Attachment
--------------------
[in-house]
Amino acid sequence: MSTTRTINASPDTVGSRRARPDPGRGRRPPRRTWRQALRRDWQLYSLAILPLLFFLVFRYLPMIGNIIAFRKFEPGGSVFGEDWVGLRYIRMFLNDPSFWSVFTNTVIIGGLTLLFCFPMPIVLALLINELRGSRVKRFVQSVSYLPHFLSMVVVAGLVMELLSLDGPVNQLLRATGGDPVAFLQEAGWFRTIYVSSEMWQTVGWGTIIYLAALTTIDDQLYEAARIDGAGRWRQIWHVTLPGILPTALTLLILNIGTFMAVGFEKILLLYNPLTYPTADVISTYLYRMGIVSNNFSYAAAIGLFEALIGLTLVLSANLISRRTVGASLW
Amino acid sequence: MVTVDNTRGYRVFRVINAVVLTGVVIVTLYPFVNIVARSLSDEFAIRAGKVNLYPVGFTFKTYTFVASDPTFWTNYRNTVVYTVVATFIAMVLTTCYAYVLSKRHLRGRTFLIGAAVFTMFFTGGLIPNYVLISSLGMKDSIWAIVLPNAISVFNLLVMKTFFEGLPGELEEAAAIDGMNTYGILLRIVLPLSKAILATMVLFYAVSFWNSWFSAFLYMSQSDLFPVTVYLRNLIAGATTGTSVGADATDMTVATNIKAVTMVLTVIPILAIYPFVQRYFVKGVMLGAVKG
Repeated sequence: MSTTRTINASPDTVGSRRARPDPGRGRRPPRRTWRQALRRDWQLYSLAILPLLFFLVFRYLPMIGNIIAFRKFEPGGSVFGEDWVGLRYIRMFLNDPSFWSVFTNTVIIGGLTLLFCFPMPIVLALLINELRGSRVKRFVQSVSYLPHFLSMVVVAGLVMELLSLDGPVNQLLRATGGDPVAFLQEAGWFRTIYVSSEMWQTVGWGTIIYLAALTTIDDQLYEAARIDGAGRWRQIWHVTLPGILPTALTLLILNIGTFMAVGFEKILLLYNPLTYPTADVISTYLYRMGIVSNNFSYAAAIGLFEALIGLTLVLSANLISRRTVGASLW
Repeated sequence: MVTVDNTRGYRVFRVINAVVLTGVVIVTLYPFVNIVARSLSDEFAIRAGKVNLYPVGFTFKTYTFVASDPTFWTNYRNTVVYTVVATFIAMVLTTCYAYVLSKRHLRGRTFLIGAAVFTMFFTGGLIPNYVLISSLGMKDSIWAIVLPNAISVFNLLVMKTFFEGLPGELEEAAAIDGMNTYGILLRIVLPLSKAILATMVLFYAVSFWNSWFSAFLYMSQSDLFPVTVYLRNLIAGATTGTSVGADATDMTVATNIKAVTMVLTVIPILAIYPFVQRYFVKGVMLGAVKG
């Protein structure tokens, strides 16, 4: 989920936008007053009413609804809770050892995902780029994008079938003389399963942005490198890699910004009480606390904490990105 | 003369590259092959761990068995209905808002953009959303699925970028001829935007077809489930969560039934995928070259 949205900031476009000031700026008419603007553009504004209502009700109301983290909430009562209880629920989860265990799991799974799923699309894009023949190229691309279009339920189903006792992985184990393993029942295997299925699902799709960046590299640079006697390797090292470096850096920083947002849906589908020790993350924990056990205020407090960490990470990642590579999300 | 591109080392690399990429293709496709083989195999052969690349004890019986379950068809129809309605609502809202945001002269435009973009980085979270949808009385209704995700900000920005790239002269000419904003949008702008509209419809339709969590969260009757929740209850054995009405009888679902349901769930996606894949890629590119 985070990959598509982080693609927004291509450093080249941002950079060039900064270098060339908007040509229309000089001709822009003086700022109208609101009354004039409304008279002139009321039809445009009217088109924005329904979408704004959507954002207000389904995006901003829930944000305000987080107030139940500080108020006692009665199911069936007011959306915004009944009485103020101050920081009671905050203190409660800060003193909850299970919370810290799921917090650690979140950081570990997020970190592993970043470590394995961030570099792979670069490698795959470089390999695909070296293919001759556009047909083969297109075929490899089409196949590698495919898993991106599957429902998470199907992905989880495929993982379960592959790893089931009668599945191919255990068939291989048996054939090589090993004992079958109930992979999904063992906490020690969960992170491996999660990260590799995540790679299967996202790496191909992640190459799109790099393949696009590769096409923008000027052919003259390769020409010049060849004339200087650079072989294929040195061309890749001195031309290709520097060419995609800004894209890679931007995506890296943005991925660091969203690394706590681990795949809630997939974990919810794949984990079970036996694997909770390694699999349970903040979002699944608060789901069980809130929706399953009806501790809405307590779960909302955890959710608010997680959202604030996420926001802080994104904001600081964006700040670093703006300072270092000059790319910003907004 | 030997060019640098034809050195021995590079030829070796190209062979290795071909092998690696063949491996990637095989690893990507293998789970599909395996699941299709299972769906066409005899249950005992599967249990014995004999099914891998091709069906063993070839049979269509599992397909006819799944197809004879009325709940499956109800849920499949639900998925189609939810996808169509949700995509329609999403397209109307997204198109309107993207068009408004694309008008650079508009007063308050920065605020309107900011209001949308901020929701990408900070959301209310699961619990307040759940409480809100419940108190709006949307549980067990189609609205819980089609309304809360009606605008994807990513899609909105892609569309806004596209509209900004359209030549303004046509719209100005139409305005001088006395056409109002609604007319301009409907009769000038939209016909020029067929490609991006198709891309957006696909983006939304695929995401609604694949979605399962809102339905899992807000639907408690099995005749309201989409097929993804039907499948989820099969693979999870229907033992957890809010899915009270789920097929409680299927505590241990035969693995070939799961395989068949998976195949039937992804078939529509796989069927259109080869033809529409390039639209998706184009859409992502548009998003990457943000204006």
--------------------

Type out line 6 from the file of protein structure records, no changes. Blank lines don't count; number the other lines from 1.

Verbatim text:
């Protein structure tokens, strides 16, 4: 989920936008007053009413609804809770050892995902780029994008079938003389399963942005490198890699910004009480606390904490990105 | 003369590259092959761990068995209905808002953009959303699925970028001829935007077809489930969560039934995928070259 949205900031476009000031700026008419603007553009504004209502009700109301983290909430009562209880629920989860265990799991799974799923699309894009023949190229691309279009339920189903006792992985184990393993029942295997299925699902799709960046590299640079006697390797090292470096850096920083947002849906589908020790993350924990056990205020407090960490990470990642590579999300 | 591109080392690399990429293709496709083989195999052969690349004890019986379950068809129809309605609502809202945001002269435009973009980085979270949808009385209704995700900000920005790239002269000419904003949008702008509209419809339709969590969260009757929740209850054995009405009888679902349901769930996606894949890629590119 985070990959598509982080693609927004291509450093080249941002950079060039900064270098060339908007040509229309000089001709822009003086700022109208609101009354004039409304008279002139009321039809445009009217088109924005329904979408704004959507954002207000389904995006901003829930944000305000987080107030139940500080108020006692009665199911069936007011959306915004009944009485103020101050920081009671905050203190409660800060003193909850299970919370810290799921917090650690979140950081570990997020970190592993970043470590394995961030570099792979670069490698795959470089390999695909070296293919001759556009047909083969297109075929490899089409196949590698495919898993991106599957429902998470199907992905989880495929993982379960592959790893089931009668599945191919255990068939291989048996054939090589090993004992079958109930992979999904063992906490020690969960992170491996999660990260590799995540790679299967996202790496191909992640190459799109790099393949696009590769096409923008000027052919003259390769020409010049060849004339200087650079072989294929040195061309890749001195031309290709520097060419995609800004894209890679931007995506890296943005991925660091969203690394706590681990795949809630997939974990919810794949984990079970036996694997909770390694699999349970903040979002699944608060789901069980809130929706399953009806501790809405307590779960909302955890959710608010997680959202604030996420926001802080994104904001600081964006700040670093703006300072270092000059790319910003907004 | 030997060019640098034809050195021995590079030829070796190209062979290795071909092998690696063949491996990637095989690893990507293998789970599909395996699941299709299972769906066409005899249950005992599967249990014995004999099914891998091709069906063993070839049979269509599992397909006819799944197809004879009325709940499956109800849920499949639900998925189609939810996808169509949700995509329609999403397209109307997204198109309107993207068009408004694309008008650079508009007063308050920065605020309107900011209001949308901020929701990408900070959301209310699961619990307040759940409480809100419940108190709006949307549980067990189609609205819980089609309304809360009606605008994807990513899609909105892609569309806004596209509209900004359209030549303004046509719209100005139409305005001088006395056409109002609604007319301009409907009769000038939209016909020029067929490609991006198709891309957006696909983006939304695929995401609604694949979605399962809102339905899992807000639907408690099995005749309201989409097929993804039907499948989820099969693979999870229907033992957890809010899915009270789920097929409680299927505590241990035969693995070939799961395989068949998976195949039937992804078939529509796989069927259109080869033809529409390039639209998706184009859409992502548009998003990457943000204006």